Preparing for the global comeback in travel

Air Doctors Stand: M46

How can travel insurance providers lower their loss ratio while increasing customer satisfaction?

 

 

 

There is no doubt that travel insurance can claim a prime spot among the industries most impacted by the COVID-19. On the one hand, insurers have had to deal with an all-time high number of claims, resulting in hundreds of millions of dollars in cancellation and disruption payments to customers. On the other hand, the massive slowdown in international travel has resulted in the plummeting of travel insurance policy sales.

 

 

However, there are grounds for optimism. Nearly all experts agree that travel will eventually pick up. James Asquith, Forbes’ travel writer, notes that other disruptions like the SARS outbreak and the 2010 eruption of the Eyjafjallajökull volcano in Iceland didn’t prevent the speedy recovery of the industry. He comments that:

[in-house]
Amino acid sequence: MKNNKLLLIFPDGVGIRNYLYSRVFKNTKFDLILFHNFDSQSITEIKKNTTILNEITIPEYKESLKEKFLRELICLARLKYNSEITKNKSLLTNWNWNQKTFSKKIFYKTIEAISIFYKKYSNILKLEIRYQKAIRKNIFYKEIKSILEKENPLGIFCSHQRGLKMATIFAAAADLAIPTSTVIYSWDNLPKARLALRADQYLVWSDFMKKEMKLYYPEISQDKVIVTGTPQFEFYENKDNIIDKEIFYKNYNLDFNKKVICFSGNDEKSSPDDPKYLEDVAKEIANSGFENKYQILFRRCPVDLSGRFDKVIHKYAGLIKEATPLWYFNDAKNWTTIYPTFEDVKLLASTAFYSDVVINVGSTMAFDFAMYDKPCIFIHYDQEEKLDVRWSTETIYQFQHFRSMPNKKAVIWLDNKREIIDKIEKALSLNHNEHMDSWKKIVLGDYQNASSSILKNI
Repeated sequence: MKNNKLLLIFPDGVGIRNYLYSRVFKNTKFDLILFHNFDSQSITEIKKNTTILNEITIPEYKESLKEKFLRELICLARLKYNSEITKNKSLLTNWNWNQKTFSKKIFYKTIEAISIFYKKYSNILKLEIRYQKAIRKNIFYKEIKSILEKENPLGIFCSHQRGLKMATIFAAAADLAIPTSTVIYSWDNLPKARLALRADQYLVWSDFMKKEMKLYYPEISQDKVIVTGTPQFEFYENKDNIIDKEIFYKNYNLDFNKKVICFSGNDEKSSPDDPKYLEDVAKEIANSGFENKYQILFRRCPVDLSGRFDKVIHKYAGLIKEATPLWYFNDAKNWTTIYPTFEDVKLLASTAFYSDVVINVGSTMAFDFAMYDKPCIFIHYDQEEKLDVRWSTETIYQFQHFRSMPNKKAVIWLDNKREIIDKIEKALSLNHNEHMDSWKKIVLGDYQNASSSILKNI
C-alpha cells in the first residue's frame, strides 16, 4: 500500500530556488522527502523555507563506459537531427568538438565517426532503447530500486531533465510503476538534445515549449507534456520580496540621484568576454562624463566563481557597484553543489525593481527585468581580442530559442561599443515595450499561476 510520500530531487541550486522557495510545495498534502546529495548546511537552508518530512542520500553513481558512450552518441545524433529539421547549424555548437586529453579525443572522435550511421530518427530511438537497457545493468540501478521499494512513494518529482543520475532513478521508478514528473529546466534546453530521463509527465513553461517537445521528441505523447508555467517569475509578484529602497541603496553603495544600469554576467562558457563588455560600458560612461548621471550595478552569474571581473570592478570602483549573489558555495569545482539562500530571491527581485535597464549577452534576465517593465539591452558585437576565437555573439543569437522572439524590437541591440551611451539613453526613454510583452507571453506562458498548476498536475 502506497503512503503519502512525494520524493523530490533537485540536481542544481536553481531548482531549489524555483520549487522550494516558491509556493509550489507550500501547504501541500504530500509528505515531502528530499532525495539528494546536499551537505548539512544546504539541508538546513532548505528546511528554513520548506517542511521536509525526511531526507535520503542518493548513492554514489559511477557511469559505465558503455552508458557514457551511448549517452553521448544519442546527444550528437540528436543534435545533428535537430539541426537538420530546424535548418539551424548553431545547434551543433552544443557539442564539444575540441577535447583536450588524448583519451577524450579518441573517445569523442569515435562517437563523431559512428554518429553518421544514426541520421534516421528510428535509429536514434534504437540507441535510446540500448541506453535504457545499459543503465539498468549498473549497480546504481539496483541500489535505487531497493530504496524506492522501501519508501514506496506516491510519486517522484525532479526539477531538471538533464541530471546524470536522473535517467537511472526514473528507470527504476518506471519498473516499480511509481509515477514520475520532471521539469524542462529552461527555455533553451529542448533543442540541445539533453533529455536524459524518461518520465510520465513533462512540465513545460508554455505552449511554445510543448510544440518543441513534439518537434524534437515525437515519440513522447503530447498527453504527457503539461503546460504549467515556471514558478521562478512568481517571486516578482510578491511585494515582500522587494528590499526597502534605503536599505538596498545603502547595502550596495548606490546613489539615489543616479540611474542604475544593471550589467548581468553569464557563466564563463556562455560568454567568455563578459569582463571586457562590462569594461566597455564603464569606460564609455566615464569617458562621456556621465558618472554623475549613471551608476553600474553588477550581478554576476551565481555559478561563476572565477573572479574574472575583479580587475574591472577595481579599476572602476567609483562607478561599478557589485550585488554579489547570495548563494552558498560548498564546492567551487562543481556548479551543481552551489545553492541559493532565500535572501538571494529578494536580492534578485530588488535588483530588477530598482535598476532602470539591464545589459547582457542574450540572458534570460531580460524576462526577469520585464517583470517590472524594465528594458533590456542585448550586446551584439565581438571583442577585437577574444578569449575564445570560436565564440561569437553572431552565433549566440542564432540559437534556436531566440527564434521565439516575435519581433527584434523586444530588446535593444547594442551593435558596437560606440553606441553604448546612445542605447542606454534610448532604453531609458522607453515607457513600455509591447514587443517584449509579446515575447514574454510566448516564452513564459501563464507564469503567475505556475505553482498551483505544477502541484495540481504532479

“in 2010, 20 European countries closed their airspace for nearly three months but passenger demand was able to bounce back sharply after.”

 

 

 

Travel operators are already reporting bookings for later this year. A survey conducted by BCG, the US management consulting firm, showed that 69% of US consumers stated they “can’t wait to start travelling again”, and 36% said they can already envisage going on a vacation this summer.

So, although the global travel insurance market has assuredly taken a big hit in 2020, its prospects are bright. In fact, a report by Global Info Research estimates that travel insurance premium revenue will rebound relatively quickly and is expected to overtake 2019 revenue by 2022.

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